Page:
A Detroit woman has reached a settlement with the city of Dearborn, after her HIV-positive status became an issue during a traffic stop.
Shalandra Jones told Dearborn police officer David Lacey she had HIV after he found her medication during a vehicle search in 2012.
Lacey chastised her for not revealing that immediately.
“I understand that what you have isn’t something that I can get, but … it makes me nervous. I don’t want to take that home to my family,” Lacey said during the stop, which was captured on dashcam video.
“Honestly, if it wasn’t for that, I don’t think I would have wrote anybody [up] for anything. But that really aggravated me. You’ve got to tell me right away, I’ve got this, I’ve got that.”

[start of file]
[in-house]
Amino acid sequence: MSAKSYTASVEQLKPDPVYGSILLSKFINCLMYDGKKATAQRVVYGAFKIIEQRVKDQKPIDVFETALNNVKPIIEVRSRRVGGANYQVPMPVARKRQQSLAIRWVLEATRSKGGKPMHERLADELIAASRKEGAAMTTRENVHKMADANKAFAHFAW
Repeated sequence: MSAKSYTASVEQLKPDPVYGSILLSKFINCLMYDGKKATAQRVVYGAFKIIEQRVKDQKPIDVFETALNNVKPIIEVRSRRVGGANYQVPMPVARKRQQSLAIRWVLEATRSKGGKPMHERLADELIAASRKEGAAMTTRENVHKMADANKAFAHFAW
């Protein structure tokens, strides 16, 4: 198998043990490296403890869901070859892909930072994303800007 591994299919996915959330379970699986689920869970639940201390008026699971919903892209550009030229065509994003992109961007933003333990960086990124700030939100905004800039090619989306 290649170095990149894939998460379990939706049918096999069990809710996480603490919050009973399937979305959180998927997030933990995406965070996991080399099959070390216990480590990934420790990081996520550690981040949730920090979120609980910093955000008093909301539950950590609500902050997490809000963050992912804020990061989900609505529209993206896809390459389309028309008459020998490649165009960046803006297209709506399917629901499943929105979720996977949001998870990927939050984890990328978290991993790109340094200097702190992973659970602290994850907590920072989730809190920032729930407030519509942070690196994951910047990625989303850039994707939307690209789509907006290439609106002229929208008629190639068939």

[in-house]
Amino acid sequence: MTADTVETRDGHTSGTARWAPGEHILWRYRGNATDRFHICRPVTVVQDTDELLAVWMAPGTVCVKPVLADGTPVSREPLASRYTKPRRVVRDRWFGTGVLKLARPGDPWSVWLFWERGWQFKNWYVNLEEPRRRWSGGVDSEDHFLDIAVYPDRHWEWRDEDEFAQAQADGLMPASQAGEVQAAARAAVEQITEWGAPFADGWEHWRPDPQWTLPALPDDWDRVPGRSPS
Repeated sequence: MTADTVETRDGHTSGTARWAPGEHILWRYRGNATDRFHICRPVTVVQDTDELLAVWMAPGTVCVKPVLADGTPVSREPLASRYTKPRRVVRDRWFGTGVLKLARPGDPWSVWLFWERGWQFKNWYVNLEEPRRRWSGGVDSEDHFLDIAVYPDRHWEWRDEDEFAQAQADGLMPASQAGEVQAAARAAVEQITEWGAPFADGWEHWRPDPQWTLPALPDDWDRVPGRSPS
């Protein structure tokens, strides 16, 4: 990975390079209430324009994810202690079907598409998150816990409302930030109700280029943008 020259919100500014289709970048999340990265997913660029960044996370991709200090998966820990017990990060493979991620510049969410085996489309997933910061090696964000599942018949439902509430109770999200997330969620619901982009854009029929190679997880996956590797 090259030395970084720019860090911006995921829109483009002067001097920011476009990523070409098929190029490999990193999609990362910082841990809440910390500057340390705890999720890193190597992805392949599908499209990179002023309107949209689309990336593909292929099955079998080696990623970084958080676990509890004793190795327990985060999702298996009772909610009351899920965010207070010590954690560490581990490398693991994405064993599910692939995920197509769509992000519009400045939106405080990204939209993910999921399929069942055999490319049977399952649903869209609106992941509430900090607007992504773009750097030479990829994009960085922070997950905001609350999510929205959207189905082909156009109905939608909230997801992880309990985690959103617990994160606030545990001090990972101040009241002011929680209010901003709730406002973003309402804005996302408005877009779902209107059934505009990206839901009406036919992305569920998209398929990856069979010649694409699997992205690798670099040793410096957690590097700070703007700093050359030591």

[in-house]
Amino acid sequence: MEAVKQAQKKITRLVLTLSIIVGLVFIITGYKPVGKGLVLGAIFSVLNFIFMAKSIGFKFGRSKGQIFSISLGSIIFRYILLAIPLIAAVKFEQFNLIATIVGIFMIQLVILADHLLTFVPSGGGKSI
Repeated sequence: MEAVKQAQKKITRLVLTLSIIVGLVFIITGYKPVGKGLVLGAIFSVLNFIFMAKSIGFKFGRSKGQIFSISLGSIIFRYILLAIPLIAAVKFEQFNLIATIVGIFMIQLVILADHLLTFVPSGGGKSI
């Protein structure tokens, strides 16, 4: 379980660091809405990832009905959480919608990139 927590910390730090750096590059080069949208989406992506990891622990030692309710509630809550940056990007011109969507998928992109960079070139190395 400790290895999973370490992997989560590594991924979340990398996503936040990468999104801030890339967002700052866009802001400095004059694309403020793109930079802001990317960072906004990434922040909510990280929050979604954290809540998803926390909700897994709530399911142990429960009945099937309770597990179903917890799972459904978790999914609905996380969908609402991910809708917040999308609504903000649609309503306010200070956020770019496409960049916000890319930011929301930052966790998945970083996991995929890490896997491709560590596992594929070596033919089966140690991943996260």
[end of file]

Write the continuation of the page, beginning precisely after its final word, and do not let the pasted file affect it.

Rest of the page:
Lacey ticketed Jones for misdemeanor marijuana possession. Jones had a medical marijuana card, but it was expired. The charge was later dismissed.
Jones filed a federal lawsuit claiming that treatment amounted to a violation of her rights under the Americans with Disabilities Act.
People with HIV are not required to disclose their status to police officers, says Jones's attorney Joshua Moore.
The lawsuit not only challenged the officer's "discriminatory intent" when ticketing Jones, but also presented an opportunity "to really educate the public about the stigma of HIV," Jones said.
The two sides reached a $40,000 settlement in August.
“Respect for everyone is emphasized in all police department training,” Dearborn spokesperson Mary Laundroche said in a statement. “We believe this was an isolated incident with a single officer, and not reflective of the behavior of our police department.”
Laundrouche said the officer was required to attend additional training sessions after the incident, but “was not the subject of any formal disciplinary action.”